Economists say Tim Hudak’s “million jobs” promise is probably a math error
Politicians “create jobs” the same way homeopathic medicines treat cancer—which is to say, they almost definitely don’t at all, but a certain percentage of the population will never be convinced of that. Political change can nudge job numbers in the right direction, but the economy, like the human body, is too big and complex to respond predictably to tiny doses of cure. And so Ontario Progressive Conservative leader Tim Hudak’s “Million Jobs Plan” has been highly suspect from day one. What’s more, economists are now saying that it may be flawed to the point of utter uselessness, largely because of a single mathematical error.
The skepticism is traceable to a recent David Reevely column in the Ottawa Citizen, in which Reevely points out that the number of jobs the Ontario PC party claims its policies will create doesn’t match those predicted by Benjamin Zycher, a right-wing U.S. economist commissioned by the party. A couple weeks later, Jim Stanford, a Canadian economist, wrote a blog post that studied the “million jobs” claim in more detail. According to Stanford’s analysis, the Tories may have drastically overestimated the employment impact of their proposed job-creation policy because of a fundamental misunderstanding of the difference between a permanent job and what’s known as a “person-year” of employment. (A person-year is an economic unit of measurement equal to one year of work for one person. So, one guy working one job for two years would account for two person-years of employment.)
By confusing person-years with jobs, Stanford says the PC party’s policy wonks effectively counted each new position eight times over, meaning around 200,000 of the promised one million jobs are completely fictional. And that’s before factoring in the impact of the 100,000 job losses that would occur if Hudak were to make good on his promise to cut public-sector employment in the province. All things considered, Stanford figures Hudak’s potential job impact at virtually nil. Writing in Maclean’s, Western University business professor Paul Boothe pegged the real job-creation number at 75,000. According to the Globe, McMaster University economist Michael Veall reviewed Hudak’s numbers and came to a similar conclusion. And all of this is assuming the numbers the PC party based its claims on—drawn from reports by Zycher and the Conference Board of Canada—were even accurate to begin with.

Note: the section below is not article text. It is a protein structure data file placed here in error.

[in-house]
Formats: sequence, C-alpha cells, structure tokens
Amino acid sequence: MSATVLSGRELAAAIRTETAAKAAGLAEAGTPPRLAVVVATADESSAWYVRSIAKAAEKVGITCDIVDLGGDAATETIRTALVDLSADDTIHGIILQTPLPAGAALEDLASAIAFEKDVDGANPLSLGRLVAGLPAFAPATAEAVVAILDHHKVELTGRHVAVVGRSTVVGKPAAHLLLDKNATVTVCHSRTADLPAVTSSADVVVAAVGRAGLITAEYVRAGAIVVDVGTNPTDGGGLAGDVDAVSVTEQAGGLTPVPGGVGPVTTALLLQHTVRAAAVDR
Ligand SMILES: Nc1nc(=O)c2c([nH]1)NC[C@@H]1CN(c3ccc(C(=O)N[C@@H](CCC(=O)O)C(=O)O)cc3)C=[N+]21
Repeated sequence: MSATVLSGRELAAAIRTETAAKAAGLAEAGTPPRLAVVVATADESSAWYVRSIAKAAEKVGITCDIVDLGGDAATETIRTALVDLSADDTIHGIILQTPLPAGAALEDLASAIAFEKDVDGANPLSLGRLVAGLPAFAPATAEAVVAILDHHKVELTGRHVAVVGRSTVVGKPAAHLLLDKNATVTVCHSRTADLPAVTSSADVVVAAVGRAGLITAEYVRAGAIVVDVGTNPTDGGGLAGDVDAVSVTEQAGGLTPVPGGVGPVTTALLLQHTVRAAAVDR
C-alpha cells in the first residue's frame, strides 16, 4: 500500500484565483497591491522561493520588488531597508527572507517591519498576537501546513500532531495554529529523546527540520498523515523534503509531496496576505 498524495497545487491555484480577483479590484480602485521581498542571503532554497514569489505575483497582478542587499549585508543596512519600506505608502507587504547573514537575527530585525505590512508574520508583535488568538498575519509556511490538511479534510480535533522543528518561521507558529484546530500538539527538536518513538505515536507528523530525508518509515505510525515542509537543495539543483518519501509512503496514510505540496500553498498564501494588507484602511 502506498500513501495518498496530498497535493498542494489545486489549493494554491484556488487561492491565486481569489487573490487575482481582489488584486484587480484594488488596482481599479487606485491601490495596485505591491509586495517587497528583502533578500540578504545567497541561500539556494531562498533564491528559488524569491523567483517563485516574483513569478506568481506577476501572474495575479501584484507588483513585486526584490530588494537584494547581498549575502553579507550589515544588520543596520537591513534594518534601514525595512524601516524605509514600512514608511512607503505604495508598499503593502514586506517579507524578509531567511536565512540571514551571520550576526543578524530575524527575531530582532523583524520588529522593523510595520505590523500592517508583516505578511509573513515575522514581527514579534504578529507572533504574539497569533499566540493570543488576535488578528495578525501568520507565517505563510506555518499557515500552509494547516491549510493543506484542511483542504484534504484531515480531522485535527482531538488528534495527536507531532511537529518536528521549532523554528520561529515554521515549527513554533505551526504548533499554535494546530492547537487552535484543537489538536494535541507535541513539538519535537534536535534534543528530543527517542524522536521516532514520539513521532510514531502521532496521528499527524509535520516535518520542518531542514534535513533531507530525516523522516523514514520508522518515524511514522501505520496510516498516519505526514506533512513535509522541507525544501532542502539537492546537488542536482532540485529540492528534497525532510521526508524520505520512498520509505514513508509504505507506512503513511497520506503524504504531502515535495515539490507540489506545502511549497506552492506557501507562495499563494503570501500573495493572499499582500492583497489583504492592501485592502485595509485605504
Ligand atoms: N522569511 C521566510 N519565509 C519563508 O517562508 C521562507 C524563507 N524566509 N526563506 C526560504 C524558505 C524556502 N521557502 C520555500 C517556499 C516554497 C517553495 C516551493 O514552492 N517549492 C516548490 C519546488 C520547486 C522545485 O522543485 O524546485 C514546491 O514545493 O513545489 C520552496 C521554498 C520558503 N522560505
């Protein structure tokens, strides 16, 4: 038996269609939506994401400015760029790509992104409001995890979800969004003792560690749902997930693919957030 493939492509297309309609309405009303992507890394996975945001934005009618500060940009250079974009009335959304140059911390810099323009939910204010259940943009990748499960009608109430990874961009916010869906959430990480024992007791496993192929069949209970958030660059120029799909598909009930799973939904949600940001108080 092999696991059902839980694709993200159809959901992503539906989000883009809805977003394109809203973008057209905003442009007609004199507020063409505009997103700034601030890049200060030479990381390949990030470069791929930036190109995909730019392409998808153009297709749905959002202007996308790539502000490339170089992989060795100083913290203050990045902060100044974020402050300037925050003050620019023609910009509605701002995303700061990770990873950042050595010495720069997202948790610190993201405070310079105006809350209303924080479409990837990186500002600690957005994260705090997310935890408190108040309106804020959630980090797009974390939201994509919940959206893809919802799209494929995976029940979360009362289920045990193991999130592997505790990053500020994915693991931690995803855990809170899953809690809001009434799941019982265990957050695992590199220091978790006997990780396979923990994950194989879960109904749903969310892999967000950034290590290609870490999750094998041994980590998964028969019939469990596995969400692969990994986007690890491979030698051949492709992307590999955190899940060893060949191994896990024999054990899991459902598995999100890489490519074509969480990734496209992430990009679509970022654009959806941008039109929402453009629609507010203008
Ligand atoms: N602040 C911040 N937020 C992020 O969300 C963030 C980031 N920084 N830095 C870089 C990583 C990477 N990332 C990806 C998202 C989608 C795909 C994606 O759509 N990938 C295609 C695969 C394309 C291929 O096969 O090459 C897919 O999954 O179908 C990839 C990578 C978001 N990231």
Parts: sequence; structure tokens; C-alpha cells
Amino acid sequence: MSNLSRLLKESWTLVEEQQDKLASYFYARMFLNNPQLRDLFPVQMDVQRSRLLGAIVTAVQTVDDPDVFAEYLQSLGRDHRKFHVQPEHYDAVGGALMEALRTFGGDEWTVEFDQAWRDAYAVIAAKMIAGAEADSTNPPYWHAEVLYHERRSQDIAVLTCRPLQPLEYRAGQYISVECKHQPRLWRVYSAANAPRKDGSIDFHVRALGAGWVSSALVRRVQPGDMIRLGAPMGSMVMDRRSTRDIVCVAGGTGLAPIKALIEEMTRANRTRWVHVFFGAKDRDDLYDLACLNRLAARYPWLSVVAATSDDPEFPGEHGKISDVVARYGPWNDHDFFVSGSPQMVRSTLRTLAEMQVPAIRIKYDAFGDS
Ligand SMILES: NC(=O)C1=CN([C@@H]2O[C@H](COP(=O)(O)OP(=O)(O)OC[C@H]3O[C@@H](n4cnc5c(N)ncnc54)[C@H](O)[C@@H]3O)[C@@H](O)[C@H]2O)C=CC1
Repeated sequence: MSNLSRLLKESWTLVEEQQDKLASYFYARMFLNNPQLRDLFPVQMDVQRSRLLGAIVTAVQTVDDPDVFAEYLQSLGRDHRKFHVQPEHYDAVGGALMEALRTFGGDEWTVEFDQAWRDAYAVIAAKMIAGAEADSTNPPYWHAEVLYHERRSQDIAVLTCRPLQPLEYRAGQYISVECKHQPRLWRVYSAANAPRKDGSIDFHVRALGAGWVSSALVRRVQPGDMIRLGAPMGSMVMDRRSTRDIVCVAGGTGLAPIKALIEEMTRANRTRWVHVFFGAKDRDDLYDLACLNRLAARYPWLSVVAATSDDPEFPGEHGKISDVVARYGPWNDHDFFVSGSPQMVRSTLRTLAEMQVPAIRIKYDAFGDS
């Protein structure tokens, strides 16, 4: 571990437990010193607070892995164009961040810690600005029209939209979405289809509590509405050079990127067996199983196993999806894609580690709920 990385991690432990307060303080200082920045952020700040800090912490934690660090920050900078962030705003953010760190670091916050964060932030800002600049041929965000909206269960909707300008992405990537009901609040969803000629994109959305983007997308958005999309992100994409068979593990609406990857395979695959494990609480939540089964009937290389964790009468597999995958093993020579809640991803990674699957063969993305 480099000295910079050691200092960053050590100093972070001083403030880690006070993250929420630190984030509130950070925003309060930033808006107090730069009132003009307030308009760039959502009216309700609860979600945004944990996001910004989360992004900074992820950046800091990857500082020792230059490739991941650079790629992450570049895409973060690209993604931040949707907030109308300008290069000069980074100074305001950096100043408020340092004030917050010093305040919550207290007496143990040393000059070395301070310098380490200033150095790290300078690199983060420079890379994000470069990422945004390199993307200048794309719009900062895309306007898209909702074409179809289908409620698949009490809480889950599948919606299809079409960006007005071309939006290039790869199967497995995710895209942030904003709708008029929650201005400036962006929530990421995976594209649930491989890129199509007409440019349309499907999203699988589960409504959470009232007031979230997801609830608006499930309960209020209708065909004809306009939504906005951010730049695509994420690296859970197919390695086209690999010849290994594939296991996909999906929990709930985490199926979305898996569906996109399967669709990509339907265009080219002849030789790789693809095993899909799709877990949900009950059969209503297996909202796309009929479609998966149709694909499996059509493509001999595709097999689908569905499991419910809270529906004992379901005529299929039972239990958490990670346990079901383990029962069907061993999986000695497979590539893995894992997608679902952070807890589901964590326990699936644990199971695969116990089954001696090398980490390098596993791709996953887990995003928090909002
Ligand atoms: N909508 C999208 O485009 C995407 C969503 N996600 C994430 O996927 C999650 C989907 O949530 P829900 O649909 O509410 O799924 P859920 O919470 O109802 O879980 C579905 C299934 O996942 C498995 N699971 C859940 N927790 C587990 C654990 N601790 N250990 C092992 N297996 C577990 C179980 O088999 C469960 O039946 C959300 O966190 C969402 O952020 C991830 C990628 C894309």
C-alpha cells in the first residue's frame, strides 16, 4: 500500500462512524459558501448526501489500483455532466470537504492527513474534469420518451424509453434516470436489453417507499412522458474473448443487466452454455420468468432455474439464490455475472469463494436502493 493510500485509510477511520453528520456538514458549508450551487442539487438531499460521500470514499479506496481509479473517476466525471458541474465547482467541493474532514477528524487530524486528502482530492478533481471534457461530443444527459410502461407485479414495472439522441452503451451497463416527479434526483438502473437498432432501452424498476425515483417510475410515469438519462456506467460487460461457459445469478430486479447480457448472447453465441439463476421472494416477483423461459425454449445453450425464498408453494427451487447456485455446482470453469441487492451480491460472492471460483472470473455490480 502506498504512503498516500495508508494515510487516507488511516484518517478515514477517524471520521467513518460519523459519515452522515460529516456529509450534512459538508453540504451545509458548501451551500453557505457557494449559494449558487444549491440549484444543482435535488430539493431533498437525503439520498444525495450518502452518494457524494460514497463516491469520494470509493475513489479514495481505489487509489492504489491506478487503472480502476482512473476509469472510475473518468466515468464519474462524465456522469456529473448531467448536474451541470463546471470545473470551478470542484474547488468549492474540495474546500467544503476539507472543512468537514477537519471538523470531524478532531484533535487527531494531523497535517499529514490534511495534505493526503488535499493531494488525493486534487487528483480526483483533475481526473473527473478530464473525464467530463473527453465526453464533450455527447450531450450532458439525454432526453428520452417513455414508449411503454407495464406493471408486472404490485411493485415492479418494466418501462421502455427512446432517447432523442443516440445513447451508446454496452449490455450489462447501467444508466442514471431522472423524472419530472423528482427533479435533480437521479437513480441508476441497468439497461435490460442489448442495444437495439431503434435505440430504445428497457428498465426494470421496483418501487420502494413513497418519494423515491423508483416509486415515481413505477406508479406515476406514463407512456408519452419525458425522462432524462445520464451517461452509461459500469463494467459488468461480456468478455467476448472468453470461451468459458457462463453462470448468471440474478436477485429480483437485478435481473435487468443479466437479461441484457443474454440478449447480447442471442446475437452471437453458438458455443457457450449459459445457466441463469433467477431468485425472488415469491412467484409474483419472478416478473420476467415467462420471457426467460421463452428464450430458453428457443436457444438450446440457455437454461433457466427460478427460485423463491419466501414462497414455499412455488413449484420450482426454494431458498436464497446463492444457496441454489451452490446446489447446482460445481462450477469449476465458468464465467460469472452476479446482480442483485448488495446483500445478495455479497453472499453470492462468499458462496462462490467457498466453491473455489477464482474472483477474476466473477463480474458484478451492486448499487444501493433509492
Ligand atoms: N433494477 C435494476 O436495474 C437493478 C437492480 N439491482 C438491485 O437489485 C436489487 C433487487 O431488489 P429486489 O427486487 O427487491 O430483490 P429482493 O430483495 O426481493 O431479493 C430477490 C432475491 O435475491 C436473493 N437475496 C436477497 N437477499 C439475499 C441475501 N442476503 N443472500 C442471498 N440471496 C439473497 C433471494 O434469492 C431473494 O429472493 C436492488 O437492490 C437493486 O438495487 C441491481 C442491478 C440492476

The lesson here, if there is one, is simple: if you’re going to use sketchy job-creation numbers, at least make sure you’re interpreting them right.
8 thoughts on “Economists say Tim Hudak’s “million jobs” promise is probably a math error”
I don’t even know if this rises to the level of a “mathematical error.” Mistaking a person-year of employment for a job is a lot like mistaking an apple for a box of apples. I wouldn’t call that math so much as reading comprehension.
Math doesn’t matter to Hudak. It’s all about how good it sounds, and a million sounds good.
Hudak’s plan has more merit that the Liberal plan to grow payroll tax or implement a provincial pension plan. Asking employers to commit more to payroll tax will really result in a downturn in hiring. The opposition is more bent on dissing the Hudak plan but it has far more merit than anything from either left wing party. If the math of the Liberals is more acurate than Hudaks, why is the province sinking into an abyss of debt from which there may never be a recovery?
The “abyss” of debt is so unrecoverable Ontario has an international double A credit rating. You also forgot to mention that tiny little thing called the great recession the Liberals created. Actually that was created by right-wing style “free market” deregulation in the US. You’re long on hyperbole and short on reality, like Hudak himself.
Quick Tea Party Tim, say mathematics is a liberal conspiracy !
A down turn in hiring huh…Hudak is imitating Scott Walker’s talking points and plan to a tee. What happened to Wisconsin under Walker?… It is now virtually the lowest job creator out of all the Midwest states !
Reminds me of another right wing nutter who claims he saved the tax payers a billion dollars.
The math in this article doesn’t even add up. It says that only 200,000 of the 1,000,000 jobs are fictional and that only 100,000 pointless public sector would go. Which leaves a net positive of 700,000 new jobs. So how did they end up with 75,000? Shouldn’t the title of the article be “Economists believe Tim Hudak’s “million jobs” promise will lead to an 700,000 job increase”
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